And to this day, on the rare occasion that I do go shopping, I often find myself taking a second to walk through the toy aisle and turn over a box or two to read three of my favorite words, “No Assembly Required.”

Unbridled Permission

It was at this very spot!On a cool summer morning, at the impressionable age of six, I joined the swim team at the neighborhood pool. Decked out in my new warm-up suit, Speedo and goggles, I was ready to go.

When Coach Thomas blew his whistle and hollered, “Let’s go guys, let’s get in there and warm up.” I tore off my warm-up suit, put on my goggles and ran across the deck of the pool to dive in. But just as I was about to make my first big dive, I noticed out of the corner of my eye, my fellow teammates had barely even moved.

A bit confused and not wanting to look silly, I slowed down and nonchalantly walked back to my original position, waving my arms back and forth as to make it look like this was all part of my warm-up.

As I stood there swinging my arms with my goggles still on, waiting for what felt like an eternity for my fellow teammates to get moving, Coach Thomas, seeing my excitement, came up from behind, placed his enormous hands on my small shoulders and said with a gentle nudge, “Go get’em Tiger. Show them how it’s done.” Without skipping a beat, I ran across the deck, dove in to the frigid water and swam my heart out.

At the end of practice, while attempting to warm myself up from a mild case of hypothermia, Coach Thomas, walked over to me and said, “You did good kid. Real good.”Before I could say anything, he turned and walked away. But then, all of the sudden, he turned back around and said. “Oh Yeah, and kid? You don’t need my permission to get in that pool and swim. You got that?”

“Yes, Sir.” I answered through shivering teeth.

“Good.” he said, turning and walking away.

From that day on I was the first one in and the last one out of the pool each and every practice. In no time at all, I became and remained one of the best in the league in my age group.

Looking back over the years, I often wondered why I didn’t excel in everything I endeavored like I did swimming. And then it occurred to me a few years back, the missing ingredient was unbridled permission. Coach Thomas, perhaps unknowingly, gave me the incredible gift of unbridled permission by making it clear I didn’t need his to swim my heart out.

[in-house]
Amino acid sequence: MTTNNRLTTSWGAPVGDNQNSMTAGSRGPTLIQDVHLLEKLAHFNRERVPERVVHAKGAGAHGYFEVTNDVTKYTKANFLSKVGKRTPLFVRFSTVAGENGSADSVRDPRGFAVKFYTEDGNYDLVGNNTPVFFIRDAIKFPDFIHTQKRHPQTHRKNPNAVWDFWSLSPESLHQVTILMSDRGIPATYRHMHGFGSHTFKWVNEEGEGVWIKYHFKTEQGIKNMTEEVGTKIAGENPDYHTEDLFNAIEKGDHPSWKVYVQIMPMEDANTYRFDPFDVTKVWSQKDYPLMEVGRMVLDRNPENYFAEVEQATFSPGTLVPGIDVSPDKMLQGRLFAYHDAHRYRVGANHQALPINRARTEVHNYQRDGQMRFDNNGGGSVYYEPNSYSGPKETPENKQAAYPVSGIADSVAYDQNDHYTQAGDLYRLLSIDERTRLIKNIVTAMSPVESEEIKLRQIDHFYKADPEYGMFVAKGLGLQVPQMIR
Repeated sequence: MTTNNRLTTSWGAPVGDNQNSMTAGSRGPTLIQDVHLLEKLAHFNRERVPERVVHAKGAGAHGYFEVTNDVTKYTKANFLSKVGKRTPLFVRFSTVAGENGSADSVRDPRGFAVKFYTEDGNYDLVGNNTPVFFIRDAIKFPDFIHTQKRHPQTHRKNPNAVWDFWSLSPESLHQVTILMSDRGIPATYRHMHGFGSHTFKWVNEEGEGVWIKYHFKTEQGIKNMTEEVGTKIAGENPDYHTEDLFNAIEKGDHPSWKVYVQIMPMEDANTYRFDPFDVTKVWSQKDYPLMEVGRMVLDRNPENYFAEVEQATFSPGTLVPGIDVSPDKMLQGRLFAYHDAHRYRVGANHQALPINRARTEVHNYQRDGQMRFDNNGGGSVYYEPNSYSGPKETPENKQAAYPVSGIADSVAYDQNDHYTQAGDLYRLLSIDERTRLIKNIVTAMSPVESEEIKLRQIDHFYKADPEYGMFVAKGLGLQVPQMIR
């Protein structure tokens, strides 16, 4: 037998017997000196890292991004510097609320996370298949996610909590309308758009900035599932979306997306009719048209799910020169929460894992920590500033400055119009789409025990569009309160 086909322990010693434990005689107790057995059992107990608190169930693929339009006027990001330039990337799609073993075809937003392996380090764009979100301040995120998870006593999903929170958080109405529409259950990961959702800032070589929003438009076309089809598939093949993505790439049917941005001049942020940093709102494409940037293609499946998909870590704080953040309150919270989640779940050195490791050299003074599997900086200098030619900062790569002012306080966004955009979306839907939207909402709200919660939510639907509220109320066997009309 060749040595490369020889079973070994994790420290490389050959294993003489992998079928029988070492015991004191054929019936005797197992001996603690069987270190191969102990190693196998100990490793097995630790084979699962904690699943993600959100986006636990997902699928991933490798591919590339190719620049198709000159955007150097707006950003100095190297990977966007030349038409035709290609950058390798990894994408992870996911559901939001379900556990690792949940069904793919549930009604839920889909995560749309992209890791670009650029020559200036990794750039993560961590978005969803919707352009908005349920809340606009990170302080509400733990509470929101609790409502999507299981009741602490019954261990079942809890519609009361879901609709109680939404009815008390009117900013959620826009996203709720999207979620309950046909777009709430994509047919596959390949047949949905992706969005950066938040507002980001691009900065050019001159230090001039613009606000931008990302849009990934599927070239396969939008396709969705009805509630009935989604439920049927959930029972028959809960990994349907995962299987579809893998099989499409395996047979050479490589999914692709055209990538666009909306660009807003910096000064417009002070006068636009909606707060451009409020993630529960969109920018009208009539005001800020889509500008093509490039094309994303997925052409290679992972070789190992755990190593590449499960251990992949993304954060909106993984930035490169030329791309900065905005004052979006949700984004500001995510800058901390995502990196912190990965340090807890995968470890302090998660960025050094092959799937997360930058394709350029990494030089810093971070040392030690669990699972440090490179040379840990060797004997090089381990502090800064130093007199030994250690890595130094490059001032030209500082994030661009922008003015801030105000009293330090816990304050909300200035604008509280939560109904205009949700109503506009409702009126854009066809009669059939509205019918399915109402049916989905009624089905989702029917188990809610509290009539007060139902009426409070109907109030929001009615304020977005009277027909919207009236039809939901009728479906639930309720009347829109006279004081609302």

I’m not sure why it took me so long to realize his words applied to anything I wanted in my life. But I am glad I finally realized I don’t need anyone else’s permission to live my heart’s desires.

And while I don’t need anyone else’s permission, I do need my own. To remedy that, I crafted a bunch of permission slips I write to myself that say this. I, (I fill in my name), give myself permission to (whatever I wish to be, do, have, create or experience) with all my heart and soul. After I have written my permission slip out, I read it to myself often and carry it with me wherever I go. It has made all the difference in the world.

Copyright Rob Gruber 2009
Present Life Mastery Coach

Happily Ever ??????

If I were to ask you to finish these three phrases, what would you answer?

“Once upon a __________”

“In a land, _____,__________”

“And they lived happily ever __________”

If you answered time, far, far away, and after, you’re not alone, in fact, you’re part of a large group I like to call everybody.

Now how is that possible?

As children, we were all introduced to the wonderful world of Fairy Tales. Tales so wondrous in nature, they were told to us over and over again without ever getting old.

While each tale was uniquely different, we began to notice a pattern.  Most of the Tales began, “Once upon a time, in a land far, far away land.”  Then, usually something bad happened to someone good and something needed to be done to fix it. After, and only after, something was done could they then live then “Happily Ever After.”

Over time and through repetition of this pattern, we all began to form a similar paradigm or mental model of “The Classic Fairy Tale.”  The more we experienced this pattern the more powerful our paradigm became. So powerful, in fact, we all answered, “time,” “far, far away,” and “after” without any other reference to The Classic Fairy Tale.

It as if we all have a similar program running in our heads that says, whenever asked, “What comes after “Once upon a…?” We will answer “time,” without thinking.

On an unconscious level, through the mere act of living, observing our world and noticing patterns, we form paradigms that affect how we respond to events in the future.

If the simple structure of the Classic Fairy Tale can find a permanent place in our minds, affecting how we respond, imagine how many more paradigms we have running through our minds and influencing our everyday lives.

Copyright Rob Gruber @ 2009

Present Life Mastery Coach